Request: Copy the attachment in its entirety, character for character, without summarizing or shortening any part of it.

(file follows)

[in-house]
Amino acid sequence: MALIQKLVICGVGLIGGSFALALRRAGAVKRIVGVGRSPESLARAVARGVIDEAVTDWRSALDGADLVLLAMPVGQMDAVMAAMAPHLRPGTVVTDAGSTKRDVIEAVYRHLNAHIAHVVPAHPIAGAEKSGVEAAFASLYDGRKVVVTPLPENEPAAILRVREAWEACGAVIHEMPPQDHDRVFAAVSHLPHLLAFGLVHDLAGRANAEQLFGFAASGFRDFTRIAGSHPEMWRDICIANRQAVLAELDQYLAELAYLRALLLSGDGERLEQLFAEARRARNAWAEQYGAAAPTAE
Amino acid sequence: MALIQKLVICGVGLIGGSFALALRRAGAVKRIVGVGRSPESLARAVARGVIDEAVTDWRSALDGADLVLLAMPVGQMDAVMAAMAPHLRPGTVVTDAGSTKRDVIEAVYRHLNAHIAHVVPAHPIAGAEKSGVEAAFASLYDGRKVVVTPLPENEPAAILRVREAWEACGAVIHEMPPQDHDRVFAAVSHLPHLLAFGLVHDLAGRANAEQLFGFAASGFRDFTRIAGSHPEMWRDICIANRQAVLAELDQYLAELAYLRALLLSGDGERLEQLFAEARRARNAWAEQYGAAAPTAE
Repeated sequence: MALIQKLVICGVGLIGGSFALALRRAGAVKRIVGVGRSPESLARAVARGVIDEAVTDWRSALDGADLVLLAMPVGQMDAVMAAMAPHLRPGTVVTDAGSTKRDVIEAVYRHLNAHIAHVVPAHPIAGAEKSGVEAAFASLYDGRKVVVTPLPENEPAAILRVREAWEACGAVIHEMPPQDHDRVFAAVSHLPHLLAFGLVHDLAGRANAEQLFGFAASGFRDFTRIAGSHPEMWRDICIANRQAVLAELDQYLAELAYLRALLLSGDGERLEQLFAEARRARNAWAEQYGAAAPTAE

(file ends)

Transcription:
[in-house]
Amino acid sequence: MALIQKLVICGVGLIGGSFALALRRAGAVKRIVGVGRSPESLARAVARGVIDEAVTDWRSALDGADLVLLAMPVGQMDAVMAAMAPHLRPGTVVTDAGSTKRDVIEAVYRHLNAHIAHVVPAHPIAGAEKSGVEAAFASLYDGRKVVVTPLPENEPAAILRVREAWEACGAVIHEMPPQDHDRVFAAVSHLPHLLAFGLVHDLAGRANAEQLFGFAASGFRDFTRIAGSHPEMWRDICIANRQAVLAELDQYLAELAYLRALLLSGDGERLEQLFAEARRARNAWAEQYGAAAPTAE
Amino acid sequence: MALIQKLVICGVGLIGGSFALALRRAGAVKRIVGVGRSPESLARAVARGVIDEAVTDWRSALDGADLVLLAMPVGQMDAVMAAMAPHLRPGTVVTDAGSTKRDVIEAVYRHLNAHIAHVVPAHPIAGAEKSGVEAAFASLYDGRKVVVTPLPENEPAAILRVREAWEACGAVIHEMPPQDHDRVFAAVSHLPHLLAFGLVHDLAGRANAEQLFGFAASGFRDFTRIAGSHPEMWRDICIANRQAVLAELDQYLAELAYLRALLLSGDGERLEQLFAEARRARNAWAEQYGAAAPTAE
Repeated sequence: MALIQKLVICGVGLIGGSFALALRRAGAVKRIVGVGRSPESLARAVARGVIDEAVTDWRSALDGADLVLLAMPVGQMDAVMAAMAPHLRPGTVVTDAGSTKRDVIEAVYRHLNAHIAHVVPAHPIAGAEKSGVEAAFASLYDGRKVVVTPLPENEPAAILRVREAWEACGAVIHEMPPQDHDRVFAAVSHLPHLLAFGLVHDLAGRANAEQLFGFAASGFRDFTRIAGSHPEMWRDICIANRQAVLAELDQYLAELAYLRALLLSGDGERLEQLFAEARRARNAWAEQYGAAAPTAE